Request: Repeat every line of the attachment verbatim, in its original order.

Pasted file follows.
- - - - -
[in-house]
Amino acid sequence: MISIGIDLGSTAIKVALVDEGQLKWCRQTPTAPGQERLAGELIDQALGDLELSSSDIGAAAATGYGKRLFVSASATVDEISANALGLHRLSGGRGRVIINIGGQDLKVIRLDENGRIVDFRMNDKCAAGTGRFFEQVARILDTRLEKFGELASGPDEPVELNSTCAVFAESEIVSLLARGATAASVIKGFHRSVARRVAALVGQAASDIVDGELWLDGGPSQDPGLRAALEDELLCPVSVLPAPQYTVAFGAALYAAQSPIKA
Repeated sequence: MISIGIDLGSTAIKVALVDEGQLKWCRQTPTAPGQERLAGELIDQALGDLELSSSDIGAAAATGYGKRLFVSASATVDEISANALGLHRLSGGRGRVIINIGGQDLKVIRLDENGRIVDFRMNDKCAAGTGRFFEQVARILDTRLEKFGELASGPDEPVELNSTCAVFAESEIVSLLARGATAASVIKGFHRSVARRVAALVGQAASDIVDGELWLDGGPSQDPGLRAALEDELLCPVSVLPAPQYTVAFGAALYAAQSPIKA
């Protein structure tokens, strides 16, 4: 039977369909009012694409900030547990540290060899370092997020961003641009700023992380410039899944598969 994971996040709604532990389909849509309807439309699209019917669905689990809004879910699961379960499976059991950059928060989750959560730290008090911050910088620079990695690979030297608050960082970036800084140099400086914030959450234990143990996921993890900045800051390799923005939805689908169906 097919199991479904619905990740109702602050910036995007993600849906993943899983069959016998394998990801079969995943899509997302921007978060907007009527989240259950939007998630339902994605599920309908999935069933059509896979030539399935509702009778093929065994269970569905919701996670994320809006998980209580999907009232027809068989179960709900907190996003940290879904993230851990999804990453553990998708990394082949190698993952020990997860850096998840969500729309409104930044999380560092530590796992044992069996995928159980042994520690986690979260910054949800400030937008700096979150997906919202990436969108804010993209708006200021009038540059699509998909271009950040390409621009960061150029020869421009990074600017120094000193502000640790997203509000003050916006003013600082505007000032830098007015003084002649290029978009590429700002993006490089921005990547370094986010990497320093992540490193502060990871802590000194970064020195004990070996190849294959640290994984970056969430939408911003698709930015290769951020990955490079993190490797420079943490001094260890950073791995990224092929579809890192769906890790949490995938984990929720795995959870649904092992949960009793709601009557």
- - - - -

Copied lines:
[in-house]
Amino acid sequence: MISIGIDLGSTAIKVALVDEGQLKWCRQTPTAPGQERLAGELIDQALGDLELSSSDIGAAAATGYGKRLFVSASATVDEISANALGLHRLSGGRGRVIINIGGQDLKVIRLDENGRIVDFRMNDKCAAGTGRFFEQVARILDTRLEKFGELASGPDEPVELNSTCAVFAESEIVSLLARGATAASVIKGFHRSVARRVAALVGQAASDIVDGELWLDGGPSQDPGLRAALEDELLCPVSVLPAPQYTVAFGAALYAAQSPIKA
Repeated sequence: MISIGIDLGSTAIKVALVDEGQLKWCRQTPTAPGQERLAGELIDQALGDLELSSSDIGAAAATGYGKRLFVSASATVDEISANALGLHRLSGGRGRVIINIGGQDLKVIRLDENGRIVDFRMNDKCAAGTGRFFEQVARILDTRLEKFGELASGPDEPVELNSTCAVFAESEIVSLLARGATAASVIKGFHRSVARRVAALVGQAASDIVDGELWLDGGPSQDPGLRAALEDELLCPVSVLPAPQYTVAFGAALYAAQSPIKA
């Protein structure tokens, strides 16, 4: 039977369909009012694409900030547990540290060899370092997020961003641009700023992380410039899944598969 994971996040709604532990389909849509309807439309699209019917669905689990809004879910699961379960499976059991950059928060989750959560730290008090911050910088620079990695690979030297608050960082970036800084140099400086914030959450234990143990996921993890900045800051390799923005939805689908169906 097919199991479904619905990740109702602050910036995007993600849906993943899983069959016998394998990801079969995943899509997302921007978060907007009527989240259950939007998630339902994605599920309908999935069933059509896979030539399935509702009778093929065994269970569905919701996670994320809006998980209580999907009232027809068989179960709900907190996003940290879904993230851990999804990453553990998708990394082949190698993952020990997860850096998840969500729309409104930044999380560092530590796992044992069996995928159980042994520690986690979260910054949800400030937008700096979150997906919202990436969108804010993209708006200021009038540059699509998909271009950040390409621009960061150029020869421009990074600017120094000193502000640790997203509000003050916006003013600082505007000032830098007015003084002649290029978009590429700002993006490089921005990547370094986010990497320093992540490193502060990871802590000194970064020195004990070996190849294959640290994984970056969430939408911003698709930015290769951020990955490079993190490797420079943490001094260890950073791995990224092929579809890192769906890790949490995938984990929720795995959870649904092992949960009793709601009557």